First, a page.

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300 businesses in region receive job survey to Create Profiles for employment in autonomous vehicles

Businesses in Southeast Michigan this week are being asked to identify the skills and abilities employers require of potential hires wanting jobs in the rapidly evolving connected/autonomous vehicle industry.

About 300 employers from Oakland County and surrounding counties in Southeast Michigan were sent the Skills Needs Assessment Project (SNAP) Connected Mobility survey to help determine what knowledge, skills and abilities – from the employer’s perspective – are necessary for job seekers to succeed in the industry. Original equipment manufacturers, suppliers and information technology are among the companies being surveyed.

Oakland County Executive L. Brooks Patterson said information gleaned from the survey will be used to create customized job profiles for educators to help develop curriculum and content, give real-time employer-driven information to students and adults to help them make important career decisions and to create a pipeline of qualified job applicants for employers. Businesses have until Nov. 30 to complete the survey.

“This is a highly technical and rapidly changing field and we’re asking these employers what they are looking for when hiring instead of us guessing what they might need,” Patterson said. “This survey – the first of its kind in the nation – is creating the framework to define the jobs that are not yet defined, the jobs that didn’t exist 10 years ago.”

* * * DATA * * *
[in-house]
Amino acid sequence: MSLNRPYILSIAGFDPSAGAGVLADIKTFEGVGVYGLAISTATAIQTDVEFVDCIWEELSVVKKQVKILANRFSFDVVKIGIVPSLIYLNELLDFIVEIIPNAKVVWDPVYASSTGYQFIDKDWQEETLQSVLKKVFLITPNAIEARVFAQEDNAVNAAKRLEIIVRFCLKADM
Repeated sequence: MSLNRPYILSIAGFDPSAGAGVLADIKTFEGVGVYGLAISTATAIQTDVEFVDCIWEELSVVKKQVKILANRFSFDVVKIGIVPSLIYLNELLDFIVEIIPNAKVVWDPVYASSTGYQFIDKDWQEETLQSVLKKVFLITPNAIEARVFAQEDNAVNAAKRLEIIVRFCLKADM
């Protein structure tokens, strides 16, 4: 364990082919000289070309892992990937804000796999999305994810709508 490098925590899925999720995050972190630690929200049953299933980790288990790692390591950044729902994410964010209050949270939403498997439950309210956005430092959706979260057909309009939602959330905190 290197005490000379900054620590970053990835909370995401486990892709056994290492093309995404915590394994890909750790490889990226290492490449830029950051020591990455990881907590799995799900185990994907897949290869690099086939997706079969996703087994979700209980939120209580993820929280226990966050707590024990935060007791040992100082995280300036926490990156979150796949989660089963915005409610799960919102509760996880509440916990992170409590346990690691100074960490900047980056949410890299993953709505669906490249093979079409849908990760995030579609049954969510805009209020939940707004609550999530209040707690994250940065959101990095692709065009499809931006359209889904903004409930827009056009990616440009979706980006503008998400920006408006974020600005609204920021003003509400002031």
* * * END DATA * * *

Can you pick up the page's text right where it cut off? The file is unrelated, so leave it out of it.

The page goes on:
The SNAP Connected Mobility survey is the fourth in a series of employer job surveys commissioned by Oakland County and the Oakland County Workforce Development Board. SNAP began in 2009 with a study of skills and knowledge required for jobs in the Emerging Sectors®, which identifies top growth sectors in the region such as medical, communications, information technology and advanced materials. A second study was completed in 2013 on advanced manufacturing. The most recent was completed in 2014 identified the challenges and job opportunities facing area health systems. The first three reports are available online at under the BUSINESS section of www.AdvantageOakland.com.

Oakland County has been at the forefront of the movement towards connected car/autonomous vehicles. Patterson’s connected vehicle task force is beginning to implement a countywide connected vehicle ecosystem that will act as a pilot for the entire region. The county is home to dozens of major research and development facilities for many of the global companies operating in mobility including Autoliv, Continental, Denso, Delphi, Google, Lear, Nissan, P3 and Valeo.

“The technology and the workforce for the future of mobility are all right here,” said Deputy County Executive Matthew Gibb. “The study results will give us real-time employer-driven information to keep Oakland County and Michigan in the driver’s seat.”

The survey is being conducted by EdEn Inc., a Rochester-based research firm which produced the first three surveys. The project emanated from a recommendation of the Oakland County Business Roundtable Workforce & Education Committee and is funded by Oakland County, the Oakland County Workforce Development Board/Oakland County Michigan Works! through a grant from Michigan’s Workforce Development Agency and the U.S. Department of Labor.

The survey results are expected in early 2017, said Jennifer Llewellyn, manager of the Oakland County Michigan Works! division. Employers who did not receive the survey but wish to participate can do so at www.OaklandCountySkillsSurvey.com. Those with questions about the project should contact Llewellyn at llewellynj@oakgov.com.
 
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